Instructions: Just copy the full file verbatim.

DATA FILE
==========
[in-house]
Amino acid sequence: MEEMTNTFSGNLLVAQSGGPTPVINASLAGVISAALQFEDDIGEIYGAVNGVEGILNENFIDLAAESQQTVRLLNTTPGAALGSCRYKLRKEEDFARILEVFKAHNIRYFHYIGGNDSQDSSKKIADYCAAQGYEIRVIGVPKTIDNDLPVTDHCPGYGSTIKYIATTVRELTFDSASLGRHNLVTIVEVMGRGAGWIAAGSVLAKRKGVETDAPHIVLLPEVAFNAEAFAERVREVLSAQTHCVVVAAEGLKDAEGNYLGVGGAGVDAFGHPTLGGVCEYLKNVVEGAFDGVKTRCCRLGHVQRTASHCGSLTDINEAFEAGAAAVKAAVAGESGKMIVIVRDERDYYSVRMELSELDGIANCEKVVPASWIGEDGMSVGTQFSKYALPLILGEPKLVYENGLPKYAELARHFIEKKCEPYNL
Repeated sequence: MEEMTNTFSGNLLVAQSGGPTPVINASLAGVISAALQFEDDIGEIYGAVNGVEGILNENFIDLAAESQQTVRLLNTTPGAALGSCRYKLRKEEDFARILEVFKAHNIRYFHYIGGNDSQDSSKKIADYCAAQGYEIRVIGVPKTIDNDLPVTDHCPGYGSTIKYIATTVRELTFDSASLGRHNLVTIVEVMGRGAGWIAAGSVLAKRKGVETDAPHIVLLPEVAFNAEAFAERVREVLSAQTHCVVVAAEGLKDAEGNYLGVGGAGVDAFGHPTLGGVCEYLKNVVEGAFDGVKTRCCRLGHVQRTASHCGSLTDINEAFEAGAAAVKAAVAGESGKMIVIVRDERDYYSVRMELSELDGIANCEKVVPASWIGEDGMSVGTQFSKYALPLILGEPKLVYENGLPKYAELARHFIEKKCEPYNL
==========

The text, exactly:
[in-house]
Amino acid sequence: MEEMTNTFSGNLLVAQSGGPTPVINASLAGVISAALQFEDDIGEIYGAVNGVEGILNENFIDLAAESQQTVRLLNTTPGAALGSCRYKLRKEEDFARILEVFKAHNIRYFHYIGGNDSQDSSKKIADYCAAQGYEIRVIGVPKTIDNDLPVTDHCPGYGSTIKYIATTVRELTFDSASLGRHNLVTIVEVMGRGAGWIAAGSVLAKRKGVETDAPHIVLLPEVAFNAEAFAERVREVLSAQTHCVVVAAEGLKDAEGNYLGVGGAGVDAFGHPTLGGVCEYLKNVVEGAFDGVKTRCCRLGHVQRTASHCGSLTDINEAFEAGAAAVKAAVAGESGKMIVIVRDERDYYSVRMELSELDGIANCEKVVPASWIGEDGMSVGTQFSKYALPLILGEPKLVYENGLPKYAELARHFIEKKCEPYNL
Repeated sequence: MEEMTNTFSGNLLVAQSGGPTPVINASLAGVISAALQFEDDIGEIYGAVNGVEGILNENFIDLAAESQQTVRLLNTTPGAALGSCRYKLRKEEDFARILEVFKAHNIRYFHYIGGNDSQDSSKKIADYCAAQGYEIRVIGVPKTIDNDLPVTDHCPGYGSTIKYIATTVRELTFDSASLGRHNLVTIVEVMGRGAGWIAAGSVLAKRKGVETDAPHIVLLPEVAFNAEAFAERVREVLSAQTHCVVVAAEGLKDAEGNYLGVGGAGVDAFGHPTLGGVCEYLKNVVEGAFDGVKTRCCRLGHVQRTASHCGSLTDINEAFEAGAAAVKAAVAGESGKMIVIVRDERDYYSVRMELSELDGIANCEKVVPASWIGEDGMSVGTQFSKYALPLILGEPKLVYENGLPKYAELARHFIEKKCEPYNL